1. “The existence of of a Vicus Statae Matris on the Caelian, [as evidenced by CIL VI 36809, 2 BC]. suggests that Rome’s neighbourhoods had probably adopted the goddess as a patron before the reforms of [the city’s administrative districts by] Augustus; however, the reforms of Augustus evidently sparked an extensive expansion of her presence in Rome’s vici.  An astonishing four dedications to her by Augustan neighbourhood officers survive ...”

These are:

  1. CIL VI 0763 (6 BC), from an unknown vicus, was a dedication to Stata Mater;

  2. CIL VI 0764 (6-5 BC), from an unknown vicus, was a dedication to Stata Mater Augusta;

  3. CIL VI 0802  (3-2 BC), from vicus Amilustri, was a dedication to Vulcanus Quietus Augusto and Stata Mater Augusta; and

  4. CIL VI 0761 (12 AD), from vicus Sandalarius, was a dedication to Stata Fortuna Augusta


and CIL VI 30772 for another dedication by Augustus to an unknown deity near the Arch of Septimius Severus in 8 BC





Coarelli also argued (again at p. 172) that the connection between Vulcan and Stata Mater:

“... is also evidenced by the nature of the cult of the goddess, in which the fire had a pre-eminent part”, (my translation).





More speculative is his argument (again, at p. 172) that a statue of Stata Mater had stood in a sanctuary in the Forum until Cotta’s repaving, at which point it was covered over and never rebuilt.




This translation has been broadly followed (see, for example: Aaron Bartels, referenced below, at p. 91, note 384 ; and Eric Kondratieff, referenced below, at p. 332, note 48).  Bartels’ translation seems to be consistent with Coarelli’s model, but Eric Kondratieff came to a slightly different conclusion: in his translation:

  1. the sanctuary of Stata Mater remained in the Forum; although

  2. a large part of the populus also carried the worship of the goddess to their respective neighbourhoods (in the sense that they lit fires in her honour there), so that the new paving stones in the Forum would not be spoiled by the fires that used to be lit there during the night.


However,


Thus, for example, although Margaret Desmond (referenced below, at p. 180, note 483) accepted Castagnoli’s emendation for the first of these problematic passages, she omitted the second of them from her translation:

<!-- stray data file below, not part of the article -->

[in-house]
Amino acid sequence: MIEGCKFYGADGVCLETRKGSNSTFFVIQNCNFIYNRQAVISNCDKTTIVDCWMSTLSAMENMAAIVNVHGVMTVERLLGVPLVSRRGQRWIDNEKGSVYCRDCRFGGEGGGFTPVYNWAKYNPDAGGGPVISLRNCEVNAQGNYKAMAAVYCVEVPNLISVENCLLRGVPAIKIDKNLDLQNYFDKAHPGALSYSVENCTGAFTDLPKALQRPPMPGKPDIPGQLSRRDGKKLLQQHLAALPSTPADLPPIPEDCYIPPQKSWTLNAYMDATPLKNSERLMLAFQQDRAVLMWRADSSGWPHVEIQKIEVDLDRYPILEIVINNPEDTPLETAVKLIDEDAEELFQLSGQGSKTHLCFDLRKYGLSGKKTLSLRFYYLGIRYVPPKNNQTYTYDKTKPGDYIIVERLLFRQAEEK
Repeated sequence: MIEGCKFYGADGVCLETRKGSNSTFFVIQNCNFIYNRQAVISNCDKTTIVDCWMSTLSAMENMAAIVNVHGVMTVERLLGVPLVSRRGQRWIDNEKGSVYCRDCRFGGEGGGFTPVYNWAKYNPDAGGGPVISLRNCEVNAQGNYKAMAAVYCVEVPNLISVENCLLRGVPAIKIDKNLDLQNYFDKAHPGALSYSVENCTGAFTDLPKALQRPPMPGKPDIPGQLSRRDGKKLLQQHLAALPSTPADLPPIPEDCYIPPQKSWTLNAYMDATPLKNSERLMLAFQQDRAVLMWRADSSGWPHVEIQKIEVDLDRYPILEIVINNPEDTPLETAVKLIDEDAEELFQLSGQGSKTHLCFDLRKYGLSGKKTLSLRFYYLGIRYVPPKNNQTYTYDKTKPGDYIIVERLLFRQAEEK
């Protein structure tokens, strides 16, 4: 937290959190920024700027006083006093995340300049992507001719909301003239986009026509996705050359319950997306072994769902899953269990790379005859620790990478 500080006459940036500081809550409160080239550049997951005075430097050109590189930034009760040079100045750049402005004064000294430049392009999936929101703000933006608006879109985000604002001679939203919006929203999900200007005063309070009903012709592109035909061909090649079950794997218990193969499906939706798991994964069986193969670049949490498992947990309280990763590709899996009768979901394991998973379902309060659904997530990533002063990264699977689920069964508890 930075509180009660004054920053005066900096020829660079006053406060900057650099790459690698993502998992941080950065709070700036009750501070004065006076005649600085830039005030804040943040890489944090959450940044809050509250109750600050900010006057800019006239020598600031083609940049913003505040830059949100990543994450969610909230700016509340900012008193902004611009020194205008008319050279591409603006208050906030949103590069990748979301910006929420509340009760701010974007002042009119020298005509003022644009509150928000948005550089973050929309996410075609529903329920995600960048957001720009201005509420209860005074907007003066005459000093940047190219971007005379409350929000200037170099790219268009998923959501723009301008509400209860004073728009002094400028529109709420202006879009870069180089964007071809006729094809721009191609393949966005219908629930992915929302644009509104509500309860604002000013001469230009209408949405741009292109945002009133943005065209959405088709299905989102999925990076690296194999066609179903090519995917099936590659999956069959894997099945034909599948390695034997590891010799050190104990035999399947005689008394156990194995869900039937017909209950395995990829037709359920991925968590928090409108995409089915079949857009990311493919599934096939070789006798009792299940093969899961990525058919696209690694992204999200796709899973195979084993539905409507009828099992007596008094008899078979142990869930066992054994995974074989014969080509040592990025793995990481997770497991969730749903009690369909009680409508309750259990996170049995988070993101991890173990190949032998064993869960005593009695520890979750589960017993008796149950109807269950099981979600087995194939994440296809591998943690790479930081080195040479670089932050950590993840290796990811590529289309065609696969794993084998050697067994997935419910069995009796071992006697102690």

1. “An image of Stata Mater was worshipped in the Forum after Cotta paved it, so the pavement would not be damaged by fire .. and a large section of the populace transferred the goddess's cult to their own neighbourhoods.”

This fundamentally changed the meaning:

  1. a sanctuary of Stata Mater was established in the Forum after its re-paving, specifically to protect the new paving stones from damage by fire; and

  2. the cult also spread to various vici (local districts).  

Other scholars have attributed a similar meaning to Festus’ passage: for example:

  1. Bert Lott (referenced below, at p. 167) asserted that:

  2. “An Aurelius Cotta installed [the cult of Stata Mater] in the Forum Romanum [in ca. 79 BC] to protect the Forum’s new pavement from fire”; and

  3. Harriet Flower (referenced below, at p. 335, note 9) asserted that:

  4. “The statue [of Stata Mater] was put up by an Aurelius Cotta in ca. 78 BC to protect the new pavement in the Forum built by Sulla.”



Closs (referenced below) pointed out that ‘Stata’ seems to derive from ‘sistere’, and suggested that Stata Mater was venerated where fires had been checked; and Margaret Desmond (referenced bellow, at p. 180) similarly argued that:

“Stata Mater was a goddess who stopped fires, [and was] worshipped on the spot where a spreading fire stood (stata) still.”



An inscription (CIL VI 0457) on a marble slab that was found in the northern part of the Forum records that, in 9 BC, the Emperor Augustus dedicated something to Vulcan:

  1. ‘.... ex stipe quam populus Romanus anno novo apsenti contulit ...’, (using money that the Roman people had collected on New Year’s day, in his absence [from Rome])”.

As we shall see below, the ‘thing’ that Augustus dedicated was almost certainly a new statue of Vulcan, presumably for the shrine of Vulcan in this part of the Forum.  It seems that the shrine still survived in 77 AD, when Pliny the Elder recorded that:

  1. “There is ... [a] lotus in Volcanali (near the shrine of Vulcan) founded by Romulus (sic) with the 10th part of the spoils of victory: according to Massurius [Sabinus, a jurist who was writing in the early 1st century AD, the tree] is generally considered to be as old as the City, ... ”, (‘Natural History’, 16: 86).